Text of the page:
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I am only recently learning about the importance of being consistent with markup when typesetting a document in LaTeX (Separate content from formatting - i.e., "just type"). For instance,

  • \emph is a semantic markup, and not exactly an alternative to \textit: \emph or \textit
  • Using \vec for vectors is good practice, not because vectors should be typeset with arrows above them, but because we have the freedom to redefine \vec later on for it to appear as we wish: How to change all \vec{} to \bf{}
  • There are various kinds of \dots commands for use in different semantic contexts: Difference of the \dots*

Along the same lines, I am now wondering whether it is good to define a custom command, say \func, to be used for markup of functions. For example, would it be better to consistently write something like \(\func{f}(x), \func{g}(x_1, \dotsc, x_n)\) instead of just \(f(x), g(x_1, \dotsc, x_n)\)?

I searched on this site before posting but could not find any discussion specifically about this aspect. This interesting question is related, but it asks how this can be done rather than if this should be done: How can I influence the spacing of mathematical functions by an own macro?

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    Short answer: yes, but only if that make your life easier. For instance, I would use \specie{hOMO hOrribilis} if I want this string with emphasis, indexed, abbreviated and correctly capitalized as any scientific name (i.e., " H. horribilis ") but I would not use \flower{marguerite} if I want just type "marguerite". – Fran Mar 8 '20 at 7:51
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    IMO, customization command is a way to reserve the room for future format changes. If you are pretty sure that there is no need for future changes, you don't need to bother yourself with overlength or complicated customized commands. – wklchris Mar 8 '20 at 7:53
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I have spent years brainstorming about how to make the TeX math syntax more semantic, particularly when it comes to variables and functional expressions. Eventually, my efforts became the package SemanTeX. It has an object-oriented approach to mathematics where each variable belongs to a class, and classes are set up using keyval syntax. You can have a look at the syntax below:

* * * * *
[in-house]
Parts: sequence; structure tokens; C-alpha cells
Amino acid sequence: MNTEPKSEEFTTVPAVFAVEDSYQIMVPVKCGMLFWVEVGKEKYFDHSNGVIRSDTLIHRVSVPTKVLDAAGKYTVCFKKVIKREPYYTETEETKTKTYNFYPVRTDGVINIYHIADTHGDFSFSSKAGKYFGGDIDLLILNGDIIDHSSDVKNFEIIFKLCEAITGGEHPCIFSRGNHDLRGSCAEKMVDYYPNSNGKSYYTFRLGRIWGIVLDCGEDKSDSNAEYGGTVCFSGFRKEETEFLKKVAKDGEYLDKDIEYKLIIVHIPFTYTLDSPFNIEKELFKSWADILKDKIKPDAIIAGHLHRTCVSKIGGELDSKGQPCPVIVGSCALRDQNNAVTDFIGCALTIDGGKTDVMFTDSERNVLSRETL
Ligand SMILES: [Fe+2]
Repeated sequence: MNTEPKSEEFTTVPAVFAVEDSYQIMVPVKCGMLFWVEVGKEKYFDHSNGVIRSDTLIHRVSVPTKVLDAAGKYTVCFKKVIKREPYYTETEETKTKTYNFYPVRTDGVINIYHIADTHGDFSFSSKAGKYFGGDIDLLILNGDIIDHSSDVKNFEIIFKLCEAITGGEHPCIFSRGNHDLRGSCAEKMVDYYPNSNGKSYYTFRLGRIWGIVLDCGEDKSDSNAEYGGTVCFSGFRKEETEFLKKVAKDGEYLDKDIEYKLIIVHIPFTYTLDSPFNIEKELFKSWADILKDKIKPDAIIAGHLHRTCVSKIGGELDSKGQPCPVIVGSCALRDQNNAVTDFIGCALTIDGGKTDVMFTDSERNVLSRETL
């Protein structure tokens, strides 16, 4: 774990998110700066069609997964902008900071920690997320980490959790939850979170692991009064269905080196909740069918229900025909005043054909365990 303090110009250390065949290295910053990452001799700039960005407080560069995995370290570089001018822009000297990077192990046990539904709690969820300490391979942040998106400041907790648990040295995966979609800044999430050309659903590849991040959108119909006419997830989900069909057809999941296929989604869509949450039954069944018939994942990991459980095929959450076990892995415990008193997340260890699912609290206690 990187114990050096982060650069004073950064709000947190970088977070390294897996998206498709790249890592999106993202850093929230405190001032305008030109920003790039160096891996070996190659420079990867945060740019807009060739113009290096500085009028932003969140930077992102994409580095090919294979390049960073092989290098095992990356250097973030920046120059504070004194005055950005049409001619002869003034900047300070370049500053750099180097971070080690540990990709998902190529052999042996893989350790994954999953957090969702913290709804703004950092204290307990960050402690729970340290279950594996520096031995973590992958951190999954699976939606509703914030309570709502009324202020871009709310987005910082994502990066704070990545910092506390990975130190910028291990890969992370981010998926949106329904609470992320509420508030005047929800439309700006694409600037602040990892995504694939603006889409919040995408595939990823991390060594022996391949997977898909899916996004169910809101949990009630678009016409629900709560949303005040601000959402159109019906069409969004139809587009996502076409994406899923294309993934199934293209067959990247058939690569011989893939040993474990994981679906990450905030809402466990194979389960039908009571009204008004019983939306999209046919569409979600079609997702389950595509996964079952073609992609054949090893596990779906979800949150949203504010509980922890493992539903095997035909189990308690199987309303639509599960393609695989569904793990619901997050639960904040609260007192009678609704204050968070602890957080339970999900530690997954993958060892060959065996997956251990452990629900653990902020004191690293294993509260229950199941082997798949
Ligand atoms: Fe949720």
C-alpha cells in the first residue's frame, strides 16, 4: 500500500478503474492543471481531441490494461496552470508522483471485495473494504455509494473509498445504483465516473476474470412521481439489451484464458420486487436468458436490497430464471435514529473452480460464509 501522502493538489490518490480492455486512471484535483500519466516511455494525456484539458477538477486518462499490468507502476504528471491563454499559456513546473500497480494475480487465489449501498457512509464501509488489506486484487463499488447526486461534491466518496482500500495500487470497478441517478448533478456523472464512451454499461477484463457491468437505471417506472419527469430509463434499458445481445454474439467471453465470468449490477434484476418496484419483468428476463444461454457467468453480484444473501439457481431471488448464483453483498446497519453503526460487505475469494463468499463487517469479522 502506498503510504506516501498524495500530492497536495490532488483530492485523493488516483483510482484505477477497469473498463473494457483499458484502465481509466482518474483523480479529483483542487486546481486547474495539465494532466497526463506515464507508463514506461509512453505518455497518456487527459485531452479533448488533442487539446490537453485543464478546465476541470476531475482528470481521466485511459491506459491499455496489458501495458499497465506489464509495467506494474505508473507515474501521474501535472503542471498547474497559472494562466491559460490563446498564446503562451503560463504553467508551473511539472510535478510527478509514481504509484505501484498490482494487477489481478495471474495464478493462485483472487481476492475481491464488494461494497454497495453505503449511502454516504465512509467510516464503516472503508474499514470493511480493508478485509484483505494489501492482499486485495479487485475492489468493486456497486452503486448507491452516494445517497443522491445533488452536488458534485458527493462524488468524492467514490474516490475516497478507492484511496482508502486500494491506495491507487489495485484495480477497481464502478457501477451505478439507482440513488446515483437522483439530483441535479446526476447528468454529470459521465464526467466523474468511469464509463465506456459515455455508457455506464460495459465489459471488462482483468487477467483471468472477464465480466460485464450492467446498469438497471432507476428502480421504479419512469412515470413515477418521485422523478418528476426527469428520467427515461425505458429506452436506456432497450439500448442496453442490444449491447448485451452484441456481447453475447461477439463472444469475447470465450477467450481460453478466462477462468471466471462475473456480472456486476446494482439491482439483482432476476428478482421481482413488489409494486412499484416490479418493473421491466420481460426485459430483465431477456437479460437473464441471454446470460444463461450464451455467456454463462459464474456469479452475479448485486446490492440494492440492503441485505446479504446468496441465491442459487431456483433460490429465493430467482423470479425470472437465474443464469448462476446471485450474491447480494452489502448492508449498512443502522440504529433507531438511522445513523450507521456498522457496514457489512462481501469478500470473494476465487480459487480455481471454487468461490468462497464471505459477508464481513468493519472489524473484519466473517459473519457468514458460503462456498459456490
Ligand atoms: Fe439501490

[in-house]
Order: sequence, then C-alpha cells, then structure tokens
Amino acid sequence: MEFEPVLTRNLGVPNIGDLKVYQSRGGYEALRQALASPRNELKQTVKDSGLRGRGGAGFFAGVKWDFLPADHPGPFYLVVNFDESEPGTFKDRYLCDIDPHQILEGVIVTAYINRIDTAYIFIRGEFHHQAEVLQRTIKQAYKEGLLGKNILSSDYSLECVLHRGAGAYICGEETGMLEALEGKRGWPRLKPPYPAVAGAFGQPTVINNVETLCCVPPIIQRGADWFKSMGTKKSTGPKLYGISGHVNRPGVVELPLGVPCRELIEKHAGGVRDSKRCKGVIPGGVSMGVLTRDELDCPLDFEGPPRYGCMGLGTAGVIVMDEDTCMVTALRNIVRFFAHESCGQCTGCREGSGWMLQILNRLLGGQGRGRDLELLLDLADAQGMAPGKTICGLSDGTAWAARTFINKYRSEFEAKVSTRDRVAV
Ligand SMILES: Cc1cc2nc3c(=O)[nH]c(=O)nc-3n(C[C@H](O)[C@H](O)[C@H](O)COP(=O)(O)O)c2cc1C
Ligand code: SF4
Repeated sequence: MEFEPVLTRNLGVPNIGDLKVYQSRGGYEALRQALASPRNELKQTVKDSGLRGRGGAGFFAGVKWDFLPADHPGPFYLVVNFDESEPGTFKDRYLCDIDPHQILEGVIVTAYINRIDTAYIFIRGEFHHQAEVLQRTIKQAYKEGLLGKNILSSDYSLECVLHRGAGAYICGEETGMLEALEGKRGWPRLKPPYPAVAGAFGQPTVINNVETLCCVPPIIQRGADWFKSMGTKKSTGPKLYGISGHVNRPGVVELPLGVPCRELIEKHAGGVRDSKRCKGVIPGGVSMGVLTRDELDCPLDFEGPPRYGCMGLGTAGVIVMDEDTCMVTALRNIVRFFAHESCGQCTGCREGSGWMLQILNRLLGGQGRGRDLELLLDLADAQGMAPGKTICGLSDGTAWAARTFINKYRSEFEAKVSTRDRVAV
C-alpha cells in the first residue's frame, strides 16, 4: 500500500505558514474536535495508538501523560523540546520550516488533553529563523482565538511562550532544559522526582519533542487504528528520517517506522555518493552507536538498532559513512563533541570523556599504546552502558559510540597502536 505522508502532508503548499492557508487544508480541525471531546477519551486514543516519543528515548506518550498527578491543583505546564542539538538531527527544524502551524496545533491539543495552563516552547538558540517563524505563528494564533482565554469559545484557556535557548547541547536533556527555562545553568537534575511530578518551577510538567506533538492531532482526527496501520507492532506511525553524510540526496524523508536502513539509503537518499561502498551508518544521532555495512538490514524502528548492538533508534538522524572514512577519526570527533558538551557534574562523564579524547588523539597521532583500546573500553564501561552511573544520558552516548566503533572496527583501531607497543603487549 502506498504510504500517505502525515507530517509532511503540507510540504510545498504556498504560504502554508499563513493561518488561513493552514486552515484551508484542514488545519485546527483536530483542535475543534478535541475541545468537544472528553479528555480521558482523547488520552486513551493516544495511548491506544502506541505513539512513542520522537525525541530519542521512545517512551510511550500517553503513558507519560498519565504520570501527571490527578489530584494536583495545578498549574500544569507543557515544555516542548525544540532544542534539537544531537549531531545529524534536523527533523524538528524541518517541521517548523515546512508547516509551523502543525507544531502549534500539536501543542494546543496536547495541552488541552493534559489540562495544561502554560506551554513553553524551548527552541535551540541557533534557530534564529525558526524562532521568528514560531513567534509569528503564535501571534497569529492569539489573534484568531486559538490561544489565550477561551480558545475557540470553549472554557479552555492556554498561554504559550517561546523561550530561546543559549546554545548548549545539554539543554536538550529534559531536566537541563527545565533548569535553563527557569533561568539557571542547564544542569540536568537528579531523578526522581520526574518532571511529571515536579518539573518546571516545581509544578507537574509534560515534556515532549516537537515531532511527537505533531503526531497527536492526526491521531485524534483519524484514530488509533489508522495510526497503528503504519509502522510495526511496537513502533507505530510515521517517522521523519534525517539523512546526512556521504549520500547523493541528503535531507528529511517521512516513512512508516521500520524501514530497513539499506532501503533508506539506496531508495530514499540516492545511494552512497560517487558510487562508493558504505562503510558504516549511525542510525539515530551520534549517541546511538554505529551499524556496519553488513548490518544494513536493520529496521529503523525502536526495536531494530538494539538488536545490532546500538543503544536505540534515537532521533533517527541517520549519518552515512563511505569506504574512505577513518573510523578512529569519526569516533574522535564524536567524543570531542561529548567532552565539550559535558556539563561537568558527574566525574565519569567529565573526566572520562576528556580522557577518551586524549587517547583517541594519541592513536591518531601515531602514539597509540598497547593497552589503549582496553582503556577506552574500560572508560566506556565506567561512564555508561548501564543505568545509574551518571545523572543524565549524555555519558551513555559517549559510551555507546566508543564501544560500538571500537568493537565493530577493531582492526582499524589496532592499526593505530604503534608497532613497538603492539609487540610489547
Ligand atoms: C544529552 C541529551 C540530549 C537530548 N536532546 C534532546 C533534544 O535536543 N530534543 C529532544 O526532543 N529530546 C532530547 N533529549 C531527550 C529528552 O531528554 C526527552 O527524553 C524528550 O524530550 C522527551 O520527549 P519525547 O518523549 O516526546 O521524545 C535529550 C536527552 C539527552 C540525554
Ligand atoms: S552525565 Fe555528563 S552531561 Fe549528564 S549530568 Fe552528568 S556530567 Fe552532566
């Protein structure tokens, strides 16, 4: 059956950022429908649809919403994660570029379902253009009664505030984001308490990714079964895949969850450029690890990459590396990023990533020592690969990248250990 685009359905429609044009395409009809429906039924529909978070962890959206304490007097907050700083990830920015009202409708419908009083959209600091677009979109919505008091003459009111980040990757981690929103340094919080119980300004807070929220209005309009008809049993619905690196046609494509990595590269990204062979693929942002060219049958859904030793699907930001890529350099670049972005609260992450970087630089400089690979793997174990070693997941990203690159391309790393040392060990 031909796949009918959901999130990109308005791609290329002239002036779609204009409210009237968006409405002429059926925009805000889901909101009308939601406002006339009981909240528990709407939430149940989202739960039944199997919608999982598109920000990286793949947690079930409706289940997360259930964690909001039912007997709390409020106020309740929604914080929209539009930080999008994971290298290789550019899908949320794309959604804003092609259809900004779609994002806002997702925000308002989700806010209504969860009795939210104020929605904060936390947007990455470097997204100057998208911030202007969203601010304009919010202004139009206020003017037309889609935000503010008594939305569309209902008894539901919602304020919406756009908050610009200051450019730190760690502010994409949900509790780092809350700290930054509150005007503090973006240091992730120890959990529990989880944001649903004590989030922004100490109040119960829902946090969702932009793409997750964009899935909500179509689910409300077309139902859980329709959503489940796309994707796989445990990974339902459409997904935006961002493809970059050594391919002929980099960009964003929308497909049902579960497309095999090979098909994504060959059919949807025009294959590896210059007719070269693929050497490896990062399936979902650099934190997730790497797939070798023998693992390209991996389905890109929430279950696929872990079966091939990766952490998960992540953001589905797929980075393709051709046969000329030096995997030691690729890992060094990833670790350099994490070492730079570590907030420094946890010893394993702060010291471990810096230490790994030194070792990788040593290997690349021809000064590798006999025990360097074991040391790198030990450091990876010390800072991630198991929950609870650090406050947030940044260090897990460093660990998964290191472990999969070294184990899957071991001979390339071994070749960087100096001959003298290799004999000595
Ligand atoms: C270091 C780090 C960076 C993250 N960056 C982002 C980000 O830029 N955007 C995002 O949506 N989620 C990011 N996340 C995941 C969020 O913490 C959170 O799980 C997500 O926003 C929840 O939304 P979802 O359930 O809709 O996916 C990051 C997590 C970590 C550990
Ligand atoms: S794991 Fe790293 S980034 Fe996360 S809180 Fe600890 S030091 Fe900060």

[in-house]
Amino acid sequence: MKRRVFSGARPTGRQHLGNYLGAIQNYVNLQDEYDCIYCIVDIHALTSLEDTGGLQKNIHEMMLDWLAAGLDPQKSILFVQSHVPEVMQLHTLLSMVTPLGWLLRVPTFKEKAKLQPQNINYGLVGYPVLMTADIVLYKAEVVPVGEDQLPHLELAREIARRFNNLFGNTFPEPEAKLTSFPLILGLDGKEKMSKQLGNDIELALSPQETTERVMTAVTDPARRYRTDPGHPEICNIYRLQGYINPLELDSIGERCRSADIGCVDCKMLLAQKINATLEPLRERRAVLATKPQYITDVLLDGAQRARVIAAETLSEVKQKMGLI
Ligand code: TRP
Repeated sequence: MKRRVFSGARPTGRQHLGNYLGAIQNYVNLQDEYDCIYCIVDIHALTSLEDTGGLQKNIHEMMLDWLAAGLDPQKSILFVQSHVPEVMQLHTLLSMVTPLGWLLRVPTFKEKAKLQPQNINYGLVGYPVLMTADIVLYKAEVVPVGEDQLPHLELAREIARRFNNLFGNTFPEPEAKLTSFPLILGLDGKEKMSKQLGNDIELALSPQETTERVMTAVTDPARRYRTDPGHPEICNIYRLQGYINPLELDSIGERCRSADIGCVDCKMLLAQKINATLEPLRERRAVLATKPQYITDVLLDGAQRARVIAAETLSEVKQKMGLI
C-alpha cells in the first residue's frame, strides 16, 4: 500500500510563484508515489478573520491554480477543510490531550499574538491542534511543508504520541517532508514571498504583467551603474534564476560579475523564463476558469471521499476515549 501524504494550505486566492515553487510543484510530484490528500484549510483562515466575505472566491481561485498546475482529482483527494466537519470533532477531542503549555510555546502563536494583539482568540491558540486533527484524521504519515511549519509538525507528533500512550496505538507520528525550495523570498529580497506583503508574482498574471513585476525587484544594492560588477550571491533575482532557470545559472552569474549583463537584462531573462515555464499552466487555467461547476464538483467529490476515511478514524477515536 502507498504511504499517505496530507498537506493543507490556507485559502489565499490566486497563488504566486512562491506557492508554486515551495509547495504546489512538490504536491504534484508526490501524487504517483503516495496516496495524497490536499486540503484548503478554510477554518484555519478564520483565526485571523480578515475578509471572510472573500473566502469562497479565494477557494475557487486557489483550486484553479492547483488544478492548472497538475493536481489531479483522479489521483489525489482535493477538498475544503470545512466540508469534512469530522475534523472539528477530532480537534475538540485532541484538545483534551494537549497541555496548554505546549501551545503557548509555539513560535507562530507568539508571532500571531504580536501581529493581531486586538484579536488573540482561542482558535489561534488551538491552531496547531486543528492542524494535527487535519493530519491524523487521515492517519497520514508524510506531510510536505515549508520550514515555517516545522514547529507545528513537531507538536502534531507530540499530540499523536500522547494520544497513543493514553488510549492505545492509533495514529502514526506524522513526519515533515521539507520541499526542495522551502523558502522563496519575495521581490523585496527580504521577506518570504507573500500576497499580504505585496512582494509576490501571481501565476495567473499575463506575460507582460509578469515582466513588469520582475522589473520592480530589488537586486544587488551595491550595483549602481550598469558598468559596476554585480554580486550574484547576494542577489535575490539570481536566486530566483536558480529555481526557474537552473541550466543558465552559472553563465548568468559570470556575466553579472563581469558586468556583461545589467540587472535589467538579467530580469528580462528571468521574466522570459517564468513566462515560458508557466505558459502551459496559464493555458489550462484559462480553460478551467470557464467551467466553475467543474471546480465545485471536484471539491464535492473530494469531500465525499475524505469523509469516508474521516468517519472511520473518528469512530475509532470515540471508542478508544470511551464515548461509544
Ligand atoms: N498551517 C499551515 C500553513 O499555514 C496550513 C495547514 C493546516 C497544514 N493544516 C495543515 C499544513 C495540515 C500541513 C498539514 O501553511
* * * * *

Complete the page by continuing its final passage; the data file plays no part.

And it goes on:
\documentclass{article}

\usepackage{amsmath,semantex}

\NewVariableClass\MyVar % creates a new class of variables, called "\MyVar"

% Now we create a couple of variables of the class \MyVar:
\NewObject\MyVar\vf{f}
\NewObject\MyVar\vg{g}
\NewObject\MyVar\vh{h}
\NewObject\MyVar\vn{n}
\NewObject\MyVar\vp{p}
\NewObject\MyVar\vU{U}
\NewObject\MyVar\vx{x}
\NewObject\MyVar\sheafF{\mathcal{F}}

% Now we set up the class \MyVar:
\SetupClass\MyVar{
    output=\MyVar,  % This means that the output of an object
                    % of class \MyVar is also of class \MyVar
    % We add a few keys for use with the class \MyVar:
    definekeys={ % we define a few keys
        {inv}{upper={-1}},
        {conj}{command=\overline}, % Applies \overline to the symbol
        {inverseimage}{upper={-1},nopar},
    },
    definekeys[1]={ % we define keys taking 1 value
        {der}{upper={(#1)}},
        {stalk}{seplower={#1}},
        % "seplower" means "separator + lower", i.e. lower index
        % separated from any previous lower index by a separator,
        % which by default is a comma
        {res}{ rightreturn, symbolputright={|}, lower={#1} },
    },
}

\begin{document}

$ \vf[conj,der=\vn] $

$ \vg[inv,res=\vU]{\vx} $

$ \vh[inverseimage]{\sheafF}[spar,stalk=\vp]
    = \sheafF[stalk=\vh{\vp}] $

\end{document}

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